Feds’ guidance hurt minority-owned businesses’ PPP chances, report says
Share Now on:
As the White House and Congress continue talks about a new relief bill, we’re learning more about how the last one played out — especially when it comes to the Paycheck Protection Program.
A new report from the House Select Subcommittee on the Coronavirus Crisis found that the Treasury Department suggested that banks should favor their existing customers when they applied for Paycheck Protection Program loans. That meant that some businesses, especially ones owned by women and minorities, were left out in the cold.
Back in April, J. Craig Gordon tried to apply through a bank for a PPP loan for the home health care company he runs in Savannah, Georgia.
“It wasn’t a situation where we could even get an application in,” he said.
He didn’t have a relationship with that bank. He tried applying through another bank. No luck there, either.
Gordon cut his own salary and put expansion plans on hold.
“The next layer of cuts unfortunately was gonna probably have to be some administrative layoffs. But thank goodness we weren’t in a situation where we had to do that,” he said.
Hurdles like the ones Gordon had to clear discouraged many Black business owners from applying for PPP loans, said Amanda Ballantyne, executive director of the small business advocacy group Main Street Alliance.
“Black business owners were 50% more likely than white business owners to believe they wouldn’t be approved and were three times more likely than white business owners to be unaware that the program even existed,” she said.
A Main Street Alliance and Color of Change poll found that almost half of Black-owned small businesses have either shut down already or will soon.
And even for those that managed to stay open, the pandemic recession is likely to do long-term damage, said Rashad Robinson, president of Color of Change, a racial justice nonprofit.
“They maybe lose connections with some of their customers, with the supply chain, maybe for materials or other things necessary to keep the business alive,” he said.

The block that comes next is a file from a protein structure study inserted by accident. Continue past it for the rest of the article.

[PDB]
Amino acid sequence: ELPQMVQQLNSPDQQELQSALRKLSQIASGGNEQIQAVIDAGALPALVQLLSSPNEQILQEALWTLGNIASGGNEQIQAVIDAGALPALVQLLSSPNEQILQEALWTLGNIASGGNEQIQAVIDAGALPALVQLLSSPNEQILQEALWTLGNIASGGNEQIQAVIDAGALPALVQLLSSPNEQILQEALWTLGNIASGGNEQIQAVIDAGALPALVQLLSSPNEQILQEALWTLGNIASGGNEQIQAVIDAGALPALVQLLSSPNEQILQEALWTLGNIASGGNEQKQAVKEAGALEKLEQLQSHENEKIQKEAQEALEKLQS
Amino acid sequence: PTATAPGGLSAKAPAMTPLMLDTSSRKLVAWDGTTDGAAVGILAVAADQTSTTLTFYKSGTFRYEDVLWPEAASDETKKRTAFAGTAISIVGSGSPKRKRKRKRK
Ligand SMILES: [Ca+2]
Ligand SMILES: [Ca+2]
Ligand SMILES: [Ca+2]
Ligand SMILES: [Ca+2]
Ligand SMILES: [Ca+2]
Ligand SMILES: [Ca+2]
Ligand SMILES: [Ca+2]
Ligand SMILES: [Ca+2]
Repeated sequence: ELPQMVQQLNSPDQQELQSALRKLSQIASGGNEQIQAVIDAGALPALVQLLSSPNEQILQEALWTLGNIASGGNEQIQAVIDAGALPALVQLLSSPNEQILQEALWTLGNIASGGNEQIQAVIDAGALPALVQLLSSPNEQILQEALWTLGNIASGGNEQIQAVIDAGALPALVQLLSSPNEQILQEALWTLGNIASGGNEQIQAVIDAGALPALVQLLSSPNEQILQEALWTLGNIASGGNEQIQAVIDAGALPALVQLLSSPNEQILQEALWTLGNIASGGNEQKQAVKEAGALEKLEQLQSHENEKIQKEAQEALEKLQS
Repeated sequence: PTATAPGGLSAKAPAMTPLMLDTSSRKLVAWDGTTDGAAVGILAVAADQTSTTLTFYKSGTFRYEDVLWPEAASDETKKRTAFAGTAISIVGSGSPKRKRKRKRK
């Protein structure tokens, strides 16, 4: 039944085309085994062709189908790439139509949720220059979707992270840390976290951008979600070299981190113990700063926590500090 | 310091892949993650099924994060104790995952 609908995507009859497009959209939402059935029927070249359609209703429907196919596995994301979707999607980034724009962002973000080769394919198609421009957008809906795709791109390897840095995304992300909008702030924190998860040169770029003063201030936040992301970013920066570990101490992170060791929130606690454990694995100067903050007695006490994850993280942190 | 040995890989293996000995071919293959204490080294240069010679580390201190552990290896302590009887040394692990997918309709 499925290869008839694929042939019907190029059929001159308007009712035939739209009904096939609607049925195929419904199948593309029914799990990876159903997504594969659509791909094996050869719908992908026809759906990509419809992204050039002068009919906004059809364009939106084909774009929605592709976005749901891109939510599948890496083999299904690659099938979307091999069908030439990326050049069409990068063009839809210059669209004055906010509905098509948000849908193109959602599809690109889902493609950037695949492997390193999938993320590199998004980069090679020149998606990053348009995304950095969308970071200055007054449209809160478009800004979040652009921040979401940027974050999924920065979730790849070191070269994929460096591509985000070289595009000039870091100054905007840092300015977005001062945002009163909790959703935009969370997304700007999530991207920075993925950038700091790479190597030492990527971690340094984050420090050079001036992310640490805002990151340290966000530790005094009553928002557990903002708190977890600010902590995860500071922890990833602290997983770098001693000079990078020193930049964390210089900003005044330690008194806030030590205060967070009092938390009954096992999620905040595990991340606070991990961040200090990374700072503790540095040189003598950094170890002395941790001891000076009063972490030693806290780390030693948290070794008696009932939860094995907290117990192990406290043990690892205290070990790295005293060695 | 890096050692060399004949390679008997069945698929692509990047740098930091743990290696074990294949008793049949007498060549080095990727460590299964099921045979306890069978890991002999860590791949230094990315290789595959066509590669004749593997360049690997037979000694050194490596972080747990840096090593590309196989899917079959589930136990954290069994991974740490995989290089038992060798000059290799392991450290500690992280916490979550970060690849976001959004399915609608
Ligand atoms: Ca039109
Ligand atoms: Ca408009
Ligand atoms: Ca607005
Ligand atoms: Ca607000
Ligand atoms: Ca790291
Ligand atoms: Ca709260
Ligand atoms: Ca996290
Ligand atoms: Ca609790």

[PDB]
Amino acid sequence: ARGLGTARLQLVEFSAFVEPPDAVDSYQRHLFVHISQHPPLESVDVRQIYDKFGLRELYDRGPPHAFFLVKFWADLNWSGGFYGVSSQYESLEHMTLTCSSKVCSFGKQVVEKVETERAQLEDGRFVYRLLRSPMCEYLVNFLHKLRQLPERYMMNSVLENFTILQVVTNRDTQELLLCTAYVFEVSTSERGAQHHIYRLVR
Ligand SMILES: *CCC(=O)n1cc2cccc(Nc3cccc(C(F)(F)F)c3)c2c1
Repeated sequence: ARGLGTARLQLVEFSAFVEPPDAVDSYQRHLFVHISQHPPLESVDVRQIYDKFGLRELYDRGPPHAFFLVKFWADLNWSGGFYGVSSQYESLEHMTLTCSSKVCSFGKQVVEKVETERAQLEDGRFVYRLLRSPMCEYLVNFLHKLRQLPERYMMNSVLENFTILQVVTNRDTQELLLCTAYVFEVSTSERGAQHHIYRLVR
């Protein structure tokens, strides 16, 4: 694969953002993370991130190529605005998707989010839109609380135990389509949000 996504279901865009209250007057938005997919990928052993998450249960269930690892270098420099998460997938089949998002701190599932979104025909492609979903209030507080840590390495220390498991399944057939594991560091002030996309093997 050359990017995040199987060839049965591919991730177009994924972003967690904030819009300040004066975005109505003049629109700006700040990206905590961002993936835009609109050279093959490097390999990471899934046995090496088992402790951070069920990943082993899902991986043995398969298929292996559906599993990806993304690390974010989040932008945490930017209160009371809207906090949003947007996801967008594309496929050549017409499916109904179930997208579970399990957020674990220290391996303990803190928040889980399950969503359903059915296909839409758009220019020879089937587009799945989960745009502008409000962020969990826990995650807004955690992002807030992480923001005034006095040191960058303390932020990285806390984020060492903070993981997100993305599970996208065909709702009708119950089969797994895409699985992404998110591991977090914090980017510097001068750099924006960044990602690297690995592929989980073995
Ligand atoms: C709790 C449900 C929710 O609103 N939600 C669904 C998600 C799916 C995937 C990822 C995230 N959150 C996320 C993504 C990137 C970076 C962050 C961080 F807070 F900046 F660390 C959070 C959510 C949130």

That damage to businesses, Robinson said, makes Black communities more susceptible to gentrification.
This piece has been updated to include the names of both groups that conducted the survey of Black-owned businesses.
COVID-19 Economy FAQs
Pfizer said early data show its coronavirus vaccine is effective. So what’s next?
In the last few months, Pfizer and its partner BioNTech have shared other details of the process including trial blueprints, the breakdown of the subjects and ethnicities and whether they’re taking money from the government. They’re being especially transparent in order to try to temper public skepticism about this vaccine process. The next big test, said Jennifer Miller at the Yale School of Medicine, comes when drug companies release their data, “so that other scientists who the public trust can go in, replicate findings, and communicate them to the public. And hopefully build appropriate trust in a vaccine.”
How is President-elect Joe Biden planning to address the COVID-19 pandemic and the economic turmoil it’s created?
On Nov. 9, President-Elect Joe Biden announced three co-chairs of his new COVID-19 task force. But what kind of effect might this task force have during this transition time, before Biden takes office? “The transition team can do a lot to amplify and reinforce the messages of scientists and public health experts,” said Dr. Kelly Moore, associate director for the Immunization Action Coalition. Moore said Biden’s COVID task force can also “start talking to state leaders and other experts about exactly what they need to equip them to roll out the vaccines effectively.”
What does slower retail sales growth in October mean for the economy?
It is a truism that we repeat time and again at Marketplace: As goes the U.S. consumer, so goes the U.S. economy. And recently, we’ve been seeing plenty of signs of weakness in the consumer economy. Retail sales were up three-tenths of a percent in October, but the gain was weaker than expected and much weaker than September’s. John Leer, an economist at Morning Consult, said a lack of new fiscal stimulus from Congress is dampening consumers’ appetite to spend. So is the pandemic.
As a nonprofit news organization, our future depends on listeners like you who believe in the power of public service journalism.
Your investment in Marketplace helps us remain paywall-free and ensures everyone has access to trustworthy, unbiased news and information, regardless of their ability to pay.
Donate today — in any amount — to become a Marketplace Investor. Now more than ever, your commitment makes a difference.